AES Crypt is completely free open source software. The source code for AES Crypt algorithm and client software is available at AES Crypt ( ).

      A number of the cloud-based file storage services also have their own methods of encryption but these are not open source.


  1. I haven’t tried Cryptomator yet (will wait for some in-depth audit/review to be published first),
    but If it does what it claims, it clearly fills a huge gap.

    However, it seems to me that there’s still an important caveat hosting those encrypted file all intact and on a single provider. Storing encrypted file on any of those provider (dropbox, onedrive, etc..) might be safe by now… until the encryption scheme used to encrypt your file get defeated (pretty much all of them get broken over time).. Those providers uses file versioning, and could restore files from any earlier version anytime. Suppose you’re being flagged by any given entities, for whathever reason. They could easily require/subponea those providers to apply a specific file retention on your files, shall the need arise late to perform a successful bruteforce decryption on those when encryption used get eventually get broken.

    Ultimately, while encrypted, the sole fact that those files get uploaded in full and to a same centralized location (ie dropbox). You’re not protected from this scenario.

    Cryptomator could avoid this by making the app to 1. chunk those files first along the encryption progress AND then (and only then) have those uploaded to multiple different providers, preferably keeping some of those chunk locally or on user-specified location. Similar to Syncthing and Toae-LAFS (among other) does.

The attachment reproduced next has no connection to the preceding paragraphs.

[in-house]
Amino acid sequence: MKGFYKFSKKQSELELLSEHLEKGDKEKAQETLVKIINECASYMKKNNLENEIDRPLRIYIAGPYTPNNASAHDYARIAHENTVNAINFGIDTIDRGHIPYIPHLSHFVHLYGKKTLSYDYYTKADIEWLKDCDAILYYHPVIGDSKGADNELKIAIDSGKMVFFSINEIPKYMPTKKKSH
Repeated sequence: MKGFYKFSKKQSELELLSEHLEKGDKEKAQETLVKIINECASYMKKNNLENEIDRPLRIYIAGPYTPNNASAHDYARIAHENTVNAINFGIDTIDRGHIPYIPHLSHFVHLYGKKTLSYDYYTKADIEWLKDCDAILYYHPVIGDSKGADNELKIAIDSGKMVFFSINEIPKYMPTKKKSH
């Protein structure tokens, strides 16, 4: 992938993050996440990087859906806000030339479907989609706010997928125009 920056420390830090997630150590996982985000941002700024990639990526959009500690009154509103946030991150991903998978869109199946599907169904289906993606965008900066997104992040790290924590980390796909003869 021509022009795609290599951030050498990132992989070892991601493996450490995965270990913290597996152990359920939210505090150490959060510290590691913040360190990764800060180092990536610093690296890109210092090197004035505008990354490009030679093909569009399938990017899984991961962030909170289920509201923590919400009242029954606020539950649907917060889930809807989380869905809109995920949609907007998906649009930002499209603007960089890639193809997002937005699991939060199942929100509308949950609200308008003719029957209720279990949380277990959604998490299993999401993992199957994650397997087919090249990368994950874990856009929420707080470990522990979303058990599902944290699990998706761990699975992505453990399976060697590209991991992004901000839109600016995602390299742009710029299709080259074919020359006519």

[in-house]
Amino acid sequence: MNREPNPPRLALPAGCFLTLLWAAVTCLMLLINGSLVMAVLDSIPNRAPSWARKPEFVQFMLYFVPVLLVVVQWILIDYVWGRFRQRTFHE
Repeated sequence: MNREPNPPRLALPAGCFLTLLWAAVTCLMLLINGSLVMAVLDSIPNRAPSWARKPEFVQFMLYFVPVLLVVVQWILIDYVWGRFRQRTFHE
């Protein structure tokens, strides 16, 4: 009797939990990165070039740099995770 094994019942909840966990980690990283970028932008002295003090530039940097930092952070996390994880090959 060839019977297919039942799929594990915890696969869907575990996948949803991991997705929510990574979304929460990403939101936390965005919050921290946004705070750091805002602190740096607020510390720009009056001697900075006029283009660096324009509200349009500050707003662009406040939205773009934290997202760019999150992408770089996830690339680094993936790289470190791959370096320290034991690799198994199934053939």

• —> until the encryption scheme used to encrypt your file get defeated (pretty much all of them get broken over time).

      I don’t know where you got that information but most encryption professionals will disagree with you. I am a FORMER encryption professional and even the methods we used years ago were foolproof and, to my knowledge, have never been broken. I can only guess at the methods used for today’s even better encryption methods. One statistic I have read a number of times is that some of today’s encryption methods probably could be broken IF AND ONLY IF the person has full-time use of a multi-million dollar super computer. Even then, it is expected to require 200 to 300 years to break the encryption.

      For details, read Wikipedia at where it says that AES-256 encryption “…would theoretically require 2128 − 1 bit flips on a conventional processor. If it is assumed that the calculation occurs near room temperature (~300 K) the Von Neumann-Landauer Limit can be applied to estimate the energy required as ~1018 joules, which is equivalent to consuming 30 gigawatts of power for one year.’

      “30 gigawatts of power for one year” is enough to power a medium-sized city.

      Many of the better encryption methods today use AES-1024 encryption which is much, much more than 4 times as strong as AES-256. We don’t know what the military uses today because they won’t tell us. However, I am guessing the military is now using something that is much, much stronger than AES-1024.